Afghan Leaders Agree To Interim Constitution
Sep. 27, 1993
ISLAMABAD, Pakistan (AP) _ Afghan guerrilla leaders approved an interim constitution on Monday to carry the war-ravaged country through elections next year, state-controlled radio said.
The Radio Kabul broadcast said the interim constitution was approved following five days of bickering.
The most contentious issue had been whether Afghanistan's minority Shiite Muslims would receive constitutional protection. It wasn't clear in the broadcast whether the Shiites received the guarantees they sought.
Afghanistan is mostly a Sunni Muslim country and the rival Islamic sects have waged fierce battles. Last week in Kabul, at least 17 people were killed and dozens more injured, according to news reports.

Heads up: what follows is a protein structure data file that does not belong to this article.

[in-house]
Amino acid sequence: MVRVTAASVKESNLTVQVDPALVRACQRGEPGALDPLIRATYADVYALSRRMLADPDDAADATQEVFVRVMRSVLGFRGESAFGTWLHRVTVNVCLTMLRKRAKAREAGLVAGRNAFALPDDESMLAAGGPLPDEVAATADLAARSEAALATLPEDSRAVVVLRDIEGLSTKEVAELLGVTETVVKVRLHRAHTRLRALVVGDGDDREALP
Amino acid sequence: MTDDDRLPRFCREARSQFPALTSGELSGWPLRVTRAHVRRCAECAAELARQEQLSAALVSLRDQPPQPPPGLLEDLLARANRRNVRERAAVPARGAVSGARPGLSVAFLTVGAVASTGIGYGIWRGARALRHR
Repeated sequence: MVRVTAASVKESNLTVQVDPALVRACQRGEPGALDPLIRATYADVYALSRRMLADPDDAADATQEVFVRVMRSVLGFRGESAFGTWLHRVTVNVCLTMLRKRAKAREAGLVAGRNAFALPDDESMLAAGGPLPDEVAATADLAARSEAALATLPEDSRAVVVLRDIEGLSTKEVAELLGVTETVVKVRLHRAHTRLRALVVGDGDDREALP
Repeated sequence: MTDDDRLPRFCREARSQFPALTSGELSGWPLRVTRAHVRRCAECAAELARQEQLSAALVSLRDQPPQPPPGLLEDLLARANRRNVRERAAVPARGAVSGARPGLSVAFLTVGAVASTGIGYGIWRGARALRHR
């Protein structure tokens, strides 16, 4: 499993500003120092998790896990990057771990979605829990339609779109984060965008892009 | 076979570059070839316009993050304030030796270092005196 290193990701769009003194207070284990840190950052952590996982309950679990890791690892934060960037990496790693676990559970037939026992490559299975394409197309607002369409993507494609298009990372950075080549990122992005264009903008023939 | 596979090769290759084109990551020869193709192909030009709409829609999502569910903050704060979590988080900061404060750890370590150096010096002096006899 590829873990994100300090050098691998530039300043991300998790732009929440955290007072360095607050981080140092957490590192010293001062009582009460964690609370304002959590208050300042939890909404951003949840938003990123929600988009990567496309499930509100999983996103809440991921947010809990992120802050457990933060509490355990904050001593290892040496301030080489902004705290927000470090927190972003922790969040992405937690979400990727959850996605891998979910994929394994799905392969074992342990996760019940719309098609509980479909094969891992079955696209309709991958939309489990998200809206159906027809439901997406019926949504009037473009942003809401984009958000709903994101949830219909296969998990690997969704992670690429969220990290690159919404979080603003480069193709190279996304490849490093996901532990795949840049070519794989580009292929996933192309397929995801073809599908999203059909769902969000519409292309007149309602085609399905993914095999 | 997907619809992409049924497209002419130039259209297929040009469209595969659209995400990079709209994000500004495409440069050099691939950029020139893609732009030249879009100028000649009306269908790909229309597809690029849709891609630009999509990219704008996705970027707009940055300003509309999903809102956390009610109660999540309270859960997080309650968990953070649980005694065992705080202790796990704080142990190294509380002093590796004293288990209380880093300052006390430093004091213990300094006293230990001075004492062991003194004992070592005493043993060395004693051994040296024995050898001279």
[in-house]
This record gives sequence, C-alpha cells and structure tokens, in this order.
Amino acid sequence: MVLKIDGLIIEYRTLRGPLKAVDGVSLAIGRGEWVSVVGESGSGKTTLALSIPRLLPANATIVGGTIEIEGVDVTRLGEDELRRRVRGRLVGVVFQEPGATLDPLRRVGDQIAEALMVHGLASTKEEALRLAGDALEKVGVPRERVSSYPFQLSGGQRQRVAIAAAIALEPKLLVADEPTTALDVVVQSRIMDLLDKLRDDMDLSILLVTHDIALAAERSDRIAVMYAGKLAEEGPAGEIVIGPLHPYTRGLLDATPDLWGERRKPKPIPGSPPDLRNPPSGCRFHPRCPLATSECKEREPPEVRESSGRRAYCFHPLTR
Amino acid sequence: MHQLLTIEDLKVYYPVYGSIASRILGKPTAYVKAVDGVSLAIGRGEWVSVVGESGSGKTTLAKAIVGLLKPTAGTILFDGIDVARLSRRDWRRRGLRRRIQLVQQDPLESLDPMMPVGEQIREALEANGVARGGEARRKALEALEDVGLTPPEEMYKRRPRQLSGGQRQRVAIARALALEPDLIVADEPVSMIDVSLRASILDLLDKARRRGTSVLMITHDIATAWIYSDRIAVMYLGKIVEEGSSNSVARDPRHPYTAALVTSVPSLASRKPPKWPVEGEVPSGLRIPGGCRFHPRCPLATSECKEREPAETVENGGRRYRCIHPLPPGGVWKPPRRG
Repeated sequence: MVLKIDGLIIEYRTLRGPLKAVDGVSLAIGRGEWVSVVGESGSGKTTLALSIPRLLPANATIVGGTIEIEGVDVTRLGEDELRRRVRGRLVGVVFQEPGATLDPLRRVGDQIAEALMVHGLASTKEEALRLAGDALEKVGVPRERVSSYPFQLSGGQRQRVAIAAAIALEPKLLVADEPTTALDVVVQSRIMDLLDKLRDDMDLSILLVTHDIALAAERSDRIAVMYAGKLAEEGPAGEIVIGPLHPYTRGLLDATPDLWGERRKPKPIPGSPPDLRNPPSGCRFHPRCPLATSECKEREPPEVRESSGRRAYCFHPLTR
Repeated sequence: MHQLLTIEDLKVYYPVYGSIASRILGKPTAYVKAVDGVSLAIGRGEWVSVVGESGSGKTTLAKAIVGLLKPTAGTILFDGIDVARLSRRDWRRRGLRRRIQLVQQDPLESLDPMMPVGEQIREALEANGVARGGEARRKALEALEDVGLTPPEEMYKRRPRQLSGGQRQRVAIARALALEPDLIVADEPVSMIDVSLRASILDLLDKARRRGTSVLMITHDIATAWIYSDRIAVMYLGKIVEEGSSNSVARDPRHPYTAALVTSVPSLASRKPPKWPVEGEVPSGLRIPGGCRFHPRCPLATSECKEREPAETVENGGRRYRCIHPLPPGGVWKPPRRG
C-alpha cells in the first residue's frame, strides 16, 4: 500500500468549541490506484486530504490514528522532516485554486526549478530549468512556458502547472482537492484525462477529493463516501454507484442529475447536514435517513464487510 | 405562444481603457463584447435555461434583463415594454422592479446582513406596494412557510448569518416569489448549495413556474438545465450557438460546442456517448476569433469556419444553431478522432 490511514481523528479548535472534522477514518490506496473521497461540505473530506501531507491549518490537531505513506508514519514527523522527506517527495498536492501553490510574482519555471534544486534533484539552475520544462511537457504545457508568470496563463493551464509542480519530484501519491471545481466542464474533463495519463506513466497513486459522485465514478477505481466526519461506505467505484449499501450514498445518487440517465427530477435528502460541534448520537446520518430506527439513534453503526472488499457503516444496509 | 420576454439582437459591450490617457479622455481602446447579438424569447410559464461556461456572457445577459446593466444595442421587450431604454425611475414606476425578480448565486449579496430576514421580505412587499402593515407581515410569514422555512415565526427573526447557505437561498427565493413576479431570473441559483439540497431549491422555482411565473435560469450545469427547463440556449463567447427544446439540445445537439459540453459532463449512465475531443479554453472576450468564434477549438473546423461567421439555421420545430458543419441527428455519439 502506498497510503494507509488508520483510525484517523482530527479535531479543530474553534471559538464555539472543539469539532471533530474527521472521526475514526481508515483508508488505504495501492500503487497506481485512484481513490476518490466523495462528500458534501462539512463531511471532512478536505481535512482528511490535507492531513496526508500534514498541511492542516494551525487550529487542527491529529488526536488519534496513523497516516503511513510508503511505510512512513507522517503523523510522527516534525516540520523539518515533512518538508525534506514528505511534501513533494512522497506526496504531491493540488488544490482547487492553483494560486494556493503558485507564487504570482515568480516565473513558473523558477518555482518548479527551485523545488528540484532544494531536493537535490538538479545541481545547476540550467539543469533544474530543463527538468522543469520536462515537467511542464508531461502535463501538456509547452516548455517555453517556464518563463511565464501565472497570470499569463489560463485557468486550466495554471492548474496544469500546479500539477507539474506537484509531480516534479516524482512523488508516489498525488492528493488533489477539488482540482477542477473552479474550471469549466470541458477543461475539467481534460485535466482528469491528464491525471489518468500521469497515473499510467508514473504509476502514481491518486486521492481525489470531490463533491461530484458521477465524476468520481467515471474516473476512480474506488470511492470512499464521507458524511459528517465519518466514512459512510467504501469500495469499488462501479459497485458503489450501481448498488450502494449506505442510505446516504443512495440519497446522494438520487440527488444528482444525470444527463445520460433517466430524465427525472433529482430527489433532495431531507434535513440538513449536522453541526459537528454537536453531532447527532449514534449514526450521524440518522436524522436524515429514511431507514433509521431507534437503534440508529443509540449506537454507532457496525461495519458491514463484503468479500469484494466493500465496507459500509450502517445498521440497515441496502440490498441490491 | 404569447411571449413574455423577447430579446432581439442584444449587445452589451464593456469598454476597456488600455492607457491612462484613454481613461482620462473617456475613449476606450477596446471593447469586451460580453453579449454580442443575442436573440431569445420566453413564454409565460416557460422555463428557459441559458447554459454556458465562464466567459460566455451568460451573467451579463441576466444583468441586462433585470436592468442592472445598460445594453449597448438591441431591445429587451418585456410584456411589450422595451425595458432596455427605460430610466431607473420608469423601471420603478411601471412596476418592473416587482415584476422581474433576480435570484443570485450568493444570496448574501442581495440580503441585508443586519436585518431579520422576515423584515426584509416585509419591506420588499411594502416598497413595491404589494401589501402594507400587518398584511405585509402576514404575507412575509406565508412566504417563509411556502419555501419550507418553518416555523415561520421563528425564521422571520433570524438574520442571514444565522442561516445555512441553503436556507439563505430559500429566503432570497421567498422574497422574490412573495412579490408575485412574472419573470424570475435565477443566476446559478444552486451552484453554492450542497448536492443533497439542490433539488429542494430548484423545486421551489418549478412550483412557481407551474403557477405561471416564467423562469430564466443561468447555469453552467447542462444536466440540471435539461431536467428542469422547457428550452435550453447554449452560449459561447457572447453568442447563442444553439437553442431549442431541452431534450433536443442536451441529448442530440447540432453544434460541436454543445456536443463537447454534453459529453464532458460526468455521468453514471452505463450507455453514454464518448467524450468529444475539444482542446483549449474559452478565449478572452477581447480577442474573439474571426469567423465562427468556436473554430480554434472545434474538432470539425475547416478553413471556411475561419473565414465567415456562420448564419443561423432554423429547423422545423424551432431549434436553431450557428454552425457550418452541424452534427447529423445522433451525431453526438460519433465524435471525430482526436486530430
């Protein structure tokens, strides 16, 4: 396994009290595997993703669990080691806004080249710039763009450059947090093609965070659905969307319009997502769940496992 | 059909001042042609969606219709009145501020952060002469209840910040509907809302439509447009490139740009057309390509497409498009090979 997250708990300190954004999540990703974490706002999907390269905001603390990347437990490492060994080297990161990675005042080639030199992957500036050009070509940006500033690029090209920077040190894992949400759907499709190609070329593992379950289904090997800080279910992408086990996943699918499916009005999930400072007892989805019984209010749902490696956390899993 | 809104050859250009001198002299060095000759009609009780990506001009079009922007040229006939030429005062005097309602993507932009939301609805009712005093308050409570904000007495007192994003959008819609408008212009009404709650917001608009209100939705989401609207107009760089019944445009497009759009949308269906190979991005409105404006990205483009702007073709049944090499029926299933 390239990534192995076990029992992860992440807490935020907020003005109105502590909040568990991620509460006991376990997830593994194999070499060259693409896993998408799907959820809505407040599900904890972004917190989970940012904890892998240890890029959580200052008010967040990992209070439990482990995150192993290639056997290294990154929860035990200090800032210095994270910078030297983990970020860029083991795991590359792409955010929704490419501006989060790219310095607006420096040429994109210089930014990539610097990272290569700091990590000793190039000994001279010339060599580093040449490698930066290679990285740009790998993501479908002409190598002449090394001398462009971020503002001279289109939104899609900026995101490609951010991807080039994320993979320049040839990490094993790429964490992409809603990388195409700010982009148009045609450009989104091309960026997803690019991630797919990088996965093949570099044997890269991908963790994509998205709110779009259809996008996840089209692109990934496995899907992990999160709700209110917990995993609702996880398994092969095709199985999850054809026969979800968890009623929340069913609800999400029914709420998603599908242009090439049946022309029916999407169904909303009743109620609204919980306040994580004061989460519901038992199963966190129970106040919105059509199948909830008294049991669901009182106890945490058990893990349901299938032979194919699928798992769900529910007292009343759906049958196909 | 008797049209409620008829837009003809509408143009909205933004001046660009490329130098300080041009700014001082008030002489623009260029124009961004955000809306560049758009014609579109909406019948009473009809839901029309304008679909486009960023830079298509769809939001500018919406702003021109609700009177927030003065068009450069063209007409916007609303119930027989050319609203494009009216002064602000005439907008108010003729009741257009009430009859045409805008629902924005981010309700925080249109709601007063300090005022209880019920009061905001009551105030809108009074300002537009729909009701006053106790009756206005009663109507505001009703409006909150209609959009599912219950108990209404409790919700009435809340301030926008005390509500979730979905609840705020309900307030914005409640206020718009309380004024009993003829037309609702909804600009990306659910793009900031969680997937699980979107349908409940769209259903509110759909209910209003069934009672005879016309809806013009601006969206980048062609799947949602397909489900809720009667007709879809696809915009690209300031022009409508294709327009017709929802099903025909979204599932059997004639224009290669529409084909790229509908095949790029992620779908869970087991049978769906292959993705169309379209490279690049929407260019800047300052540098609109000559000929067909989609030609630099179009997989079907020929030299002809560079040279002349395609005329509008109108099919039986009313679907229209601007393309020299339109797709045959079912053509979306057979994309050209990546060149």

Since Muslim guerrillas ousted the Communists from Kabul last year, they have fought successive battles for power. The fighting has decimated entire sections of the capital and killed at least 10,000 people.
It was unclear when elections would be held in Afghanistan, but most Western observers say it is unlikely they could be held before March.
Several guerrilla leaders have asked the United Nations and the Organization of Islamic Conference to send representatives to monitor the voting.
The United Nations has tentatively agreed, but said security is a major concern. The U.N. evacuated its foreign staff from Kabul and the southern city of Kandahar, citing security reasons.